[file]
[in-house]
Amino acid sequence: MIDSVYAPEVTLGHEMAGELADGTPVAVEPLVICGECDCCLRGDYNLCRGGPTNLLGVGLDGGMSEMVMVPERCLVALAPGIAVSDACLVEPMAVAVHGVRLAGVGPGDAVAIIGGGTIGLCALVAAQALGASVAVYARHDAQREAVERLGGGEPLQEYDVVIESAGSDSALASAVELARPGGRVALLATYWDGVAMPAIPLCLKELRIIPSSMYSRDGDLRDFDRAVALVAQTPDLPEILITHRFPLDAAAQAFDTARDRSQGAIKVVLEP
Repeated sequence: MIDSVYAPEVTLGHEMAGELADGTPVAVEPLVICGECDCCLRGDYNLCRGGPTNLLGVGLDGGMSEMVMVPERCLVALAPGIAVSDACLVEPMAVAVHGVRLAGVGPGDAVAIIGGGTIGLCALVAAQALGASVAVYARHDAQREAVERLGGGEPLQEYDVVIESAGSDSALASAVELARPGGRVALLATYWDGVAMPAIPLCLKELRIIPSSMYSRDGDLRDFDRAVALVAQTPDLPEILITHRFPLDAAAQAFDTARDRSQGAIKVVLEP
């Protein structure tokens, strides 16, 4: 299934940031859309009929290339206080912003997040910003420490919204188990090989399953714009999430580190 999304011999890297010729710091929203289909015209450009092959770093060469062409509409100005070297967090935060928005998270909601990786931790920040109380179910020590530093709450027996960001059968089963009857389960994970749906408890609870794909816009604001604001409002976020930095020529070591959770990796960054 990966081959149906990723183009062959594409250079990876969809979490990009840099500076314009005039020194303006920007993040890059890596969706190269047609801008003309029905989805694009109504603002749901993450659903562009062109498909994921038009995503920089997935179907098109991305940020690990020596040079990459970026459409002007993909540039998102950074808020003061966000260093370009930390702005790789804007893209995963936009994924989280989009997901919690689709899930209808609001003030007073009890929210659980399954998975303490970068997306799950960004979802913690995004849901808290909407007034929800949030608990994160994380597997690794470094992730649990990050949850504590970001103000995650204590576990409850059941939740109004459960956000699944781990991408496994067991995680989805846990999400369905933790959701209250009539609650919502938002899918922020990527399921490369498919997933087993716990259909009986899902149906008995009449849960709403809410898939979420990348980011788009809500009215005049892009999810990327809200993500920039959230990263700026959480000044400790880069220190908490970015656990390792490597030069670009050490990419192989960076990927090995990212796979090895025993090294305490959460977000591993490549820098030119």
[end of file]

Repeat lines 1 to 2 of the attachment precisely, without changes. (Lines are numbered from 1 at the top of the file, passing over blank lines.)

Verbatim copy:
[in-house]
Amino acid sequence: MIDSVYAPEVTLGHEMAGELADGTPVAVEPLVICGECDCCLRGDYNLCRGGPTNLLGVGLDGGMSEMVMVPERCLVALAPGIAVSDACLVEPMAVAVHGVRLAGVGPGDAVAIIGGGTIGLCALVAAQALGASVAVYARHDAQREAVERLGGGEPLQEYDVVIESAGSDSALASAVELARPGGRVALLATYWDGVAMPAIPLCLKELRIIPSSMYSRDGDLRDFDRAVALVAQTPDLPEILITHRFPLDAAAQAFDTARDRSQGAIKVVLEP